ELLORA & AJANTA CAVES
Covering a period of 600 years from 5th to 11th century AD, these caves with their rock temples and monastaries represent three faiths- Buddhism, Hinduism and Jainism. They are a recognised world heritage site near the city of Aurangabad.
has 34 caves with
intricate interiors and ornamental facades. The 12 Buddhist Caves depict
Lord Buddha in various poses, chapels and friezes of Buddhist figures.
The 17 Hindu Caves embody carvings of the Hindu pantheon – Siva, Vishnu,
Durga, Parvati and animals
like elephants, monkeys, boars, eagles and peacocks. The
5 Jain caves are relatively simple
with figures of the Jain saints.
The most imposing structure is the magnificient Kailash Temple hewn out of a single rock, three storeys high, decorated with themes and figures from the Puranas. . The grand sculpture of Ravana attempting to lift Mount Kailasa, the abode of Lord Shiva, with his full might is a landmark in Indian art. The main temple has a southern style superstructure. The lower storey has almost life-size elephants carved as if they are holding up the temple. It took almost 100 years to complete.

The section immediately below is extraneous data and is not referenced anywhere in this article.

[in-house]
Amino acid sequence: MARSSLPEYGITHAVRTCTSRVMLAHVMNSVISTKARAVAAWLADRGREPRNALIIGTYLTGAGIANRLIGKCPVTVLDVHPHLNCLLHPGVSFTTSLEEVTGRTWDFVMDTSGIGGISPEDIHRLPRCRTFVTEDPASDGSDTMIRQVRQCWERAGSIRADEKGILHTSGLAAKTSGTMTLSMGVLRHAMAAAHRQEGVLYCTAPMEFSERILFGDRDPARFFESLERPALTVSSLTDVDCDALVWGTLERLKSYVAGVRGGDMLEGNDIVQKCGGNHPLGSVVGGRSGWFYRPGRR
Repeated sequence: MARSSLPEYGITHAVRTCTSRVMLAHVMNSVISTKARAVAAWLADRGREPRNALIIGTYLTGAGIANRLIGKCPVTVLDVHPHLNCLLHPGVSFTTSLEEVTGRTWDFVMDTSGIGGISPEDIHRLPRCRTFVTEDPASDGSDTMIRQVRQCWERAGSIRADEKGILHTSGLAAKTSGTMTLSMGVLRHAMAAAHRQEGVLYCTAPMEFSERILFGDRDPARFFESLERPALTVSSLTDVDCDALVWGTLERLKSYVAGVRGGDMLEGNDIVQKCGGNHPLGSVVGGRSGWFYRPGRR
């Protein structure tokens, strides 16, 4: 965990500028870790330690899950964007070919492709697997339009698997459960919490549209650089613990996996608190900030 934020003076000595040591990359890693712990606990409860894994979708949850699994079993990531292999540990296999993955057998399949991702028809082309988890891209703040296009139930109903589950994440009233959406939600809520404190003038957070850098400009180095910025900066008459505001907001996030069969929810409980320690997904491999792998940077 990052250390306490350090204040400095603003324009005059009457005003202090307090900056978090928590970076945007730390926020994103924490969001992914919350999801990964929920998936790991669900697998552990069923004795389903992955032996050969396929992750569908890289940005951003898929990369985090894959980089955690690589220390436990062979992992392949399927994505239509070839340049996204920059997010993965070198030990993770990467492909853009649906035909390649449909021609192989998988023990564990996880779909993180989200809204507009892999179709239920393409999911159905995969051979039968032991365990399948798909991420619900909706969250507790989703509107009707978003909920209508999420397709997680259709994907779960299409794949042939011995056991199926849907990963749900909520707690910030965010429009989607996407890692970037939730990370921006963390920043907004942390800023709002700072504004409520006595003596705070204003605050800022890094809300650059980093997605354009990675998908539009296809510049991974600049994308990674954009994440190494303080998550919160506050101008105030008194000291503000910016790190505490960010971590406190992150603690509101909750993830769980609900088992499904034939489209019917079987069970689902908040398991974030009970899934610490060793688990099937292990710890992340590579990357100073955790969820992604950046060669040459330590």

Ajanta Caves are well known for their fresco paintings. Discovered only
in the 19th century, these paintings depict the story of Buddhism, from
200 BC to 650 AD. There are 29 caves built as secluded retreats for the
Buddhist monks. Hollowed out
of a shoe shaped cliff overlooking a gorge, these caves are 66 miles from
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